Unexpectedly Intriguing!
28 January 2009

In our fourth anniversary post, we demonstrated that for much of the current century, changes in the growth rate of stock prices have closely anticipated changes in the growth rate of their underlying dividends per share.

In doing that, we showed that given the circumstances that have prevailed in the stock market since 2001, if one were equipped with a reliable picture of the future of stock dividends per share, one could work out how much stock prices would change. That turns out to be driven by a very simple mathematical relationship, very similar to Newton's Second Law: F = ma. For our case, F would be replaced by the change in the growth rate of stock prices (Ap), m (for our purposes, an amplification factor) would appear to be a constant and the variable a would be replaced by the change in the growth rate of dividends per share, or perhaps more appropriately, the acceleration of dividends per share (Ad):

But it's not quite that easy. While we can use this method to determine how much stock prices will change, what we can't do is tell when stock prices will undergo this change. We observed that the timing of when the growth rate of stock prices changed in anticipation of changes in the actual growth rate of dividends per share was not consistent. We saw that stock prices seemed to anticipate subsequent actual changes in dividends by anywhere from 1 to 7 months. (The chart to the left shows the change in the dividend growth rate shifted 3 months earlier in time.)

What's more, when we looked at other periods of stock market history, the apparently constant amplification factor was itself not constant. For example, in looking at the period of the 1980s and early 1990s, we found a value of 18 better correlated dividend changes with stock prices, in contrast to the lower value of approximately 9 that we found for the period since 2001.

So, it would appear that where the stock market is concerned, we have a system that operates in a pretty chaotic fashion, with stock prices following the signal sent by changes in the expected future growth rate of dividends per share. Fortunately, we have a name for that: Chaos! In the words of Wikipedia:

Chaotic systems are systems that look random but aren't. They are actually deterministic systems (predictable if you have enough information) governed by physical laws, that are very difficult to predict accurately (a commonly used example is weather forecasting).

More specifically, we call the kind of behavior that we've now observed in the stock market deterministic chaos.

But it's not quite that simple either. The stock market is the venue through which millions and millions of participants interact with one another as billions upon billions of transactions are conducted. Consequently, the stock market can be a pretty noisy place and in fact, noise is always present.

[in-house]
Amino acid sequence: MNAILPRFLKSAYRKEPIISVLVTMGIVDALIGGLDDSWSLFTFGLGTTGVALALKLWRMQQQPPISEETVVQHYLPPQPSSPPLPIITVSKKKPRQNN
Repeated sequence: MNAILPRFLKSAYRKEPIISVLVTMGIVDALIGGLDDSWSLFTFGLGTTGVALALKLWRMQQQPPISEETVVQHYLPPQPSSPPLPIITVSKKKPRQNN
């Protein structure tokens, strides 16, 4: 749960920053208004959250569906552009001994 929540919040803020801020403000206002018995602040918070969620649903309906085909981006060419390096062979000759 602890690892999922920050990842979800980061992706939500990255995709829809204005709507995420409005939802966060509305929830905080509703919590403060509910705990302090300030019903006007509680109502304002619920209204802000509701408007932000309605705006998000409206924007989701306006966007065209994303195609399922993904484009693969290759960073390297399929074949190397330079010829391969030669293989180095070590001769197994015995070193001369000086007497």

If we consider the change in the expected growth rate of dividends in the future to be the signal driving changes in the price of stocks, noise would consist of any transaction resulting from an investment decision not tied to that signal. For example, various investors might follow a calendar-based investment strategy, or they conduct trades to minimize their tax exposure, to settle the requirements of property division in a divorce, etc.

From time to time, the level of noise in the market can even overwhelm the dividend signal as market participants disregard it altogether: the Dot-Com Bubble of April 1997 through June 2003 perhaps being a classic example.

So how much of the change in stock prices is driven by signal and how much by noise?

Writing in A Random-Walk or Color-Chaos on the Stock Market? Time Frequency Analysis of S&P Indexes in 1996, Ping Chen found in looking at the S&P 500 monthly index (FSPCOM) from 1947 to 1992 that (emphasis ours):

The reconstructed HPCg time series reveals the degree of deterministic approximation of business fluctuations: The correlation coefficient between the filtered and original series is 0.85.

Their ratio of standard deviation, h, is 85.8% for FSPCOM. In other words, about 73.7% of variance can be explained by a deterministic cycle with a well-defined characteristic frequency, even though its amplitude is irregular. This is a typical feature of chaotic oscillation in continuous-time nonlinear dynamical models.

Elsewhere in the paper, Chen observes the approximate average period of oscillation to be approximately 3.6 years, coinciding with the average duration of business cycles.

Chen's work is really remarkable when you consider that he performed his time frequency analysis without knowing what the signal driving those changes in stock prices really looks like, using the phrase "color chaos" to contrast the changes in stock prices driven by apparently deterministic forces with a harmonic period against those driven by "random-walk," or rather, "white noise" factors. What's really cool is that we found what those determistic forces would appear to be and how they would appear to operate.

We'll conclude by sharing Chen's phase space portraits of the historic monthly S&P 500 index value, which reveal his discovery of both the chaotic strange attractors (underlying order with a cyclic pattern) and the type of noise apparent in the S&P 500's stock prices:

(5a). FSPCOMln HPc unfiltered series. T=60. Some pattern is emerged behind a noisy background. (5b). FSPCOMln HPc filtered series. T=60. Clear pattern of strange attractor can be observed. (5c). FSPCOMln FD series. T=40. The cloud-like pattern indicates the dominance of high frequency noise.

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